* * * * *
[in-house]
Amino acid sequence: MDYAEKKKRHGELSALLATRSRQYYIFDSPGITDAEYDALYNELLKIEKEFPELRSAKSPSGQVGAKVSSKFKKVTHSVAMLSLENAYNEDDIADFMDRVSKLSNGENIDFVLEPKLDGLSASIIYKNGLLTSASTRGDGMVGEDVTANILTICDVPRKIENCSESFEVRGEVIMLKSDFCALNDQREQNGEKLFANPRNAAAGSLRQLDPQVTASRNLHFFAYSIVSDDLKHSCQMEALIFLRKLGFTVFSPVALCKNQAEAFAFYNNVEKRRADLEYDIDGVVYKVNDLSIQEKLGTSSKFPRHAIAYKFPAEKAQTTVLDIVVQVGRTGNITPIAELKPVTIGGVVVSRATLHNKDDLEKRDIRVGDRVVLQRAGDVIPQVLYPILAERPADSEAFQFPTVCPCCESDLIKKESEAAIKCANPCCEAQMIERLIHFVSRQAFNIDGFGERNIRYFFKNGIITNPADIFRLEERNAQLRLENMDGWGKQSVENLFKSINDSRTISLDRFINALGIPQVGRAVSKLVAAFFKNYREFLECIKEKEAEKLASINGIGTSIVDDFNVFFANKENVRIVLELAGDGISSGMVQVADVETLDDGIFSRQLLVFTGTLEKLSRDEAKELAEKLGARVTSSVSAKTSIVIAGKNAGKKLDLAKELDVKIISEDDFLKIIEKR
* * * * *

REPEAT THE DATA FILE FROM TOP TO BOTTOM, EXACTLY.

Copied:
[in-house]
Amino acid sequence: MDYAEKKKRHGELSALLATRSRQYYIFDSPGITDAEYDALYNELLKIEKEFPELRSAKSPSGQVGAKVSSKFKKVTHSVAMLSLENAYNEDDIADFMDRVSKLSNGENIDFVLEPKLDGLSASIIYKNGLLTSASTRGDGMVGEDVTANILTICDVPRKIENCSESFEVRGEVIMLKSDFCALNDQREQNGEKLFANPRNAAAGSLRQLDPQVTASRNLHFFAYSIVSDDLKHSCQMEALIFLRKLGFTVFSPVALCKNQAEAFAFYNNVEKRRADLEYDIDGVVYKVNDLSIQEKLGTSSKFPRHAIAYKFPAEKAQTTVLDIVVQVGRTGNITPIAELKPVTIGGVVVSRATLHNKDDLEKRDIRVGDRVVLQRAGDVIPQVLYPILAERPADSEAFQFPTVCPCCESDLIKKESEAAIKCANPCCEAQMIERLIHFVSRQAFNIDGFGERNIRYFFKNGIITNPADIFRLEERNAQLRLENMDGWGKQSVENLFKSINDSRTISLDRFINALGIPQVGRAVSKLVAAFFKNYREFLECIKEKEAEKLASINGIGTSIVDDFNVFFANKENVRIVLELAGDGISSGMVQVADVETLDDGIFSRQLLVFTGTLEKLSRDEAKELAEKLGARVTSSVSAKTSIVIAGKNAGKKLDLAKELDVKIISEDDFLKIIEKR